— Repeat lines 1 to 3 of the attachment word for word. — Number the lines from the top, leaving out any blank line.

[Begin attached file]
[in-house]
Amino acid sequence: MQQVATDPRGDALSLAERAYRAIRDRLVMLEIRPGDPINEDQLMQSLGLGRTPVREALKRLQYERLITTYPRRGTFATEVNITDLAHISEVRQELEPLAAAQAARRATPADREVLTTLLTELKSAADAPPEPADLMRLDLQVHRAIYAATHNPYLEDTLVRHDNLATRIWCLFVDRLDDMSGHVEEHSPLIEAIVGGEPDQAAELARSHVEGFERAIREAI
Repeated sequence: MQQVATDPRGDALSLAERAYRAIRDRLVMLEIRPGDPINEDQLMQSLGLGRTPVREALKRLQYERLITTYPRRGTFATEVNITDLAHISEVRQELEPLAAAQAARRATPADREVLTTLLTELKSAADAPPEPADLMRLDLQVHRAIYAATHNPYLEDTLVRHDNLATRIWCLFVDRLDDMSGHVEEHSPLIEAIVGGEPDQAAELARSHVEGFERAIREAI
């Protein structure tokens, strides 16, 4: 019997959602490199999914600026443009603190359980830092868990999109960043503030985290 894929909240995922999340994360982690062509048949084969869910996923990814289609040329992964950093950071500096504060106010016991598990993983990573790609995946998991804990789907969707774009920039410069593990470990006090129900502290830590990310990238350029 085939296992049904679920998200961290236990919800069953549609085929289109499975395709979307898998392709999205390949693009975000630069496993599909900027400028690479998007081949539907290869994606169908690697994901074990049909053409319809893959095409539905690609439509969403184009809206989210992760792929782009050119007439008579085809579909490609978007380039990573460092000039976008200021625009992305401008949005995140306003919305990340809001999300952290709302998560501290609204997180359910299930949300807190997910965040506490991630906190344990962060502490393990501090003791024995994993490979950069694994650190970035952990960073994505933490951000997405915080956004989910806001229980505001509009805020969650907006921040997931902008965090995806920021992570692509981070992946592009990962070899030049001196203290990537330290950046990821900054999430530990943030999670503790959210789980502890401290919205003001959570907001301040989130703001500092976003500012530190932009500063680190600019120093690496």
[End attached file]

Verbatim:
[in-house]
Amino acid sequence: MQQVATDPRGDALSLAERAYRAIRDRLVMLEIRPGDPINEDQLMQSLGLGRTPVREALKRLQYERLITTYPRRGTFATEVNITDLAHISEVRQELEPLAAAQAARRATPADREVLTTLLTELKSAADAPPEPADLMRLDLQVHRAIYAATHNPYLEDTLVRHDNLATRIWCLFVDRLDDMSGHVEEHSPLIEAIVGGEPDQAAELARSHVEGFERAIREAI
Repeated sequence: MQQVATDPRGDALSLAERAYRAIRDRLVMLEIRPGDPINEDQLMQSLGLGRTPVREALKRLQYERLITTYPRRGTFATEVNITDLAHISEVRQELEPLAAAQAARRATPADREVLTTLLTELKSAADAPPEPADLMRLDLQVHRAIYAATHNPYLEDTLVRHDNLATRIWCLFVDRLDDMSGHVEEHSPLIEAIVGGEPDQAAELARSHVEGFERAIREAI